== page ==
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I would like to know, given a binary's name, which package I should install on Alpine Linux.

How can I do that?

4 Answers 4

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You have three ways basically.

First: The package should be installed and you need to specify the full path :

apk info --who-owns /path/to/the/file

Second: Use the pkgs.alpinelinux.org website

Third: Use the api.alpinelinux.org API by filtering the json output. For this you need a json parser like jq:

apk add jq

then use the API with the instructions provided here

UPDATE on 2022-04-07

I've released a tiny utility that allows to search via CLI what can be found on pkgs.alpinelinux.org website: https://github.com/fcolista/apkfile

.: Francesco

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    apk info seems to be closer to dpkg -S. In my case I'm trying to answer the question "What package provides this binary that I know the name of", rather than where does this pre-existing file come from.
    – Att Righ
    Feb 15, 2017 at 20:35
  • therefore, apk info --who-owns /with/th/full/path is the tool if you have the package installed, otherwise from a CLI is not possible. You should check [pkgs.alpinelinux.org/contents] (pkgs.alpinelinux.org/contents) website. You write the binary name there, and it returns the package that contains that binary. Feb 16, 2017 at 8:02
  • Using apk info --who-owns, how do you do if you don't know the file's full path? Apr 17, 2018 at 15:20
  • No, you can't as yet...sorry Apr 18, 2018 at 17:51
  • why is --who-owns undocumented?
    – Rolf
    Apr 22, 2020 at 10:58
5

You're looking for the equivalent of Debian's apt-file for Alpine. Searching for that yields apk-file.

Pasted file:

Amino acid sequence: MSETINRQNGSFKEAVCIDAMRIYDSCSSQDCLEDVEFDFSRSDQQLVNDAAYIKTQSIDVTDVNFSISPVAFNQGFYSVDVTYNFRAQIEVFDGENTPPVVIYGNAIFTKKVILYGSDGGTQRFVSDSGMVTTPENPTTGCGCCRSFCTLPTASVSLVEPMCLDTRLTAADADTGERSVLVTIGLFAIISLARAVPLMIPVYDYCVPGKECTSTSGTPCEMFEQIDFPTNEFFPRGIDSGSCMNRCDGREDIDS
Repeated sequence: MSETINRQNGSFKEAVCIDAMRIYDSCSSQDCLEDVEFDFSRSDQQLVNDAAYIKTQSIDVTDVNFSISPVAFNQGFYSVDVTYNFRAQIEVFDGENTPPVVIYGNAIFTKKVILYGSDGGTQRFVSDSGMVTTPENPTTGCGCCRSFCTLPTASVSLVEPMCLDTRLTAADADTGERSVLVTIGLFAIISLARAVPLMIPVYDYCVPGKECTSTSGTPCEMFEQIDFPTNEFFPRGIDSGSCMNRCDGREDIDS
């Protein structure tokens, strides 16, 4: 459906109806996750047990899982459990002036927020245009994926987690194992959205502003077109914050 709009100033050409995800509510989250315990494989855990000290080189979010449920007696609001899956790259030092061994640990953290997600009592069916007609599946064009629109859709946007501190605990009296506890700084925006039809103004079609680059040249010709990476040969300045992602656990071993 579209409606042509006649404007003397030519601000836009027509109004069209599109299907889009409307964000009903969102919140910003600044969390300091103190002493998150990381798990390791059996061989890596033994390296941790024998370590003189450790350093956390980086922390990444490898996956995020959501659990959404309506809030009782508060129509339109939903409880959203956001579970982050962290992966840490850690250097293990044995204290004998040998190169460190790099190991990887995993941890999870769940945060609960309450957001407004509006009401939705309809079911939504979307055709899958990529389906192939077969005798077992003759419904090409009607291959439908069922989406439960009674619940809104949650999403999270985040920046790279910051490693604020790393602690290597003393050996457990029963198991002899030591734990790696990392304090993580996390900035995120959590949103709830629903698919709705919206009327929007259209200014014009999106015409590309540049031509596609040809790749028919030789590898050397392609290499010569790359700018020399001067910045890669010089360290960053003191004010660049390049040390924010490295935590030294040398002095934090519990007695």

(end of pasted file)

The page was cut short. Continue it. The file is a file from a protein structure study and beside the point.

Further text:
Basically apt-file but for alpine.

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    That's what I'm after. It appears that apk-file is not an alpine package, you can install it with go get github.com/jessfraz/apk-file (it happily runs on non alpine systems). The binary is likely static so can probably be copied into docker containers etc.
    – Att Righ
    Feb 15, 2017 at 20:38
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    apt-file basically parses pkgs.alpinelinux.org website...so using a JSON decode as i wrote before would be better, since does not need bloated software to reach the same goal. Jul 3, 2017 at 9:55
  • Indeed, you can see that with -d option. And it doesn't strip whitespaces. And for some reason with --arch it doesn't display all the results.
    – x-yuri
    Jun 2, 2020 at 16:56
1

Example looking for file telnet:

enter image description here

0

given a binary's name, which package I should install on Alpine Linux.

The answer to the body of the question (not the same as the answer to the title of the question) is

apk search -xqa cmd:vim (where vim is the "binary's name"). In this case, there are two packages that provide that command.

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